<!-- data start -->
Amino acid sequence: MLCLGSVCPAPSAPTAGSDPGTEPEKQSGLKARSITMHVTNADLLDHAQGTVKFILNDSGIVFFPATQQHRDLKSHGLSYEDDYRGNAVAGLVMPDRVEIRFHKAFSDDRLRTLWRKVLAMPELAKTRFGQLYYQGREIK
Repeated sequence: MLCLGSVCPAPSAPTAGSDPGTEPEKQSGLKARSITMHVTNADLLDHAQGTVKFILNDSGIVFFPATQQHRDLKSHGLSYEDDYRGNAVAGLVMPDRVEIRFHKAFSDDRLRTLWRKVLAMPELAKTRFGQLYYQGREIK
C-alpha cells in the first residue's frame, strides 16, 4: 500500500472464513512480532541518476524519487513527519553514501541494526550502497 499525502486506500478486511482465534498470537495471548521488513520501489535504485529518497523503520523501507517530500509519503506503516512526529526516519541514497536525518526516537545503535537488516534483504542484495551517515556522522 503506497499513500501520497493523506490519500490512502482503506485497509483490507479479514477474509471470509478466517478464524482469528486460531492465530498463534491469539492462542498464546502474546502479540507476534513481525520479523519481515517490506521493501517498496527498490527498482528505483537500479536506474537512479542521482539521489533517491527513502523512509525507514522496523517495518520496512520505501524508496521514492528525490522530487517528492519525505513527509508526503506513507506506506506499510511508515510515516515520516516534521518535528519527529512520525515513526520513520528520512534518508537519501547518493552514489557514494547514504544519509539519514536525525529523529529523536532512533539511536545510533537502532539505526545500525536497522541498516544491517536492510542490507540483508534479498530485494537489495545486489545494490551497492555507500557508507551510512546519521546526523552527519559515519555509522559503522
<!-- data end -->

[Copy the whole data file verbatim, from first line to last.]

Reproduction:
Amino acid sequence: MLCLGSVCPAPSAPTAGSDPGTEPEKQSGLKARSITMHVTNADLLDHAQGTVKFILNDSGIVFFPATQQHRDLKSHGLSYEDDYRGNAVAGLVMPDRVEIRFHKAFSDDRLRTLWRKVLAMPELAKTRFGQLYYQGREIK
Repeated sequence: MLCLGSVCPAPSAPTAGSDPGTEPEKQSGLKARSITMHVTNADLLDHAQGTVKFILNDSGIVFFPATQQHRDLKSHGLSYEDDYRGNAVAGLVMPDRVEIRFHKAFSDDRLRTLWRKVLAMPELAKTRFGQLYYQGREIK
C-alpha cells in the first residue's frame, strides 16, 4: 500500500472464513512480532541518476524519487513527519553514501541494526550502497 499525502486506500478486511482465534498470537495471548521488513520501489535504485529518497523503520523501507517530500509519503506503516512526529526516519541514497536525518526516537545503535537488516534483504542484495551517515556522522 503506497499513500501520497493523506490519500490512502482503506485497509483490507479479514477474509471470509478466517478464524482469528486460531492465530498463534491469539492462542498464546502474546502479540507476534513481525520479523519481515517490506521493501517498496527498490527498482528505483537500479536506474537512479542521482539521489533517491527513502523512509525507514522496523517495518520496512520505501524508496521514492528525490522530487517528492519525505513527509508526503506513507506506506506499510511508515510515516515520516516534521518535528519527529512520525515513526520513520528520512534518508537519501547518493552514489557514494547514504544519509539519514536525525529523529529523536532512533539511536545510533537502532539505526545500525536497522541498516544491517536492510542490507540483508534479498530485494537489495545486489545494490551497492555507500557508507551510512546519521546526523552527519559515519555509522559503522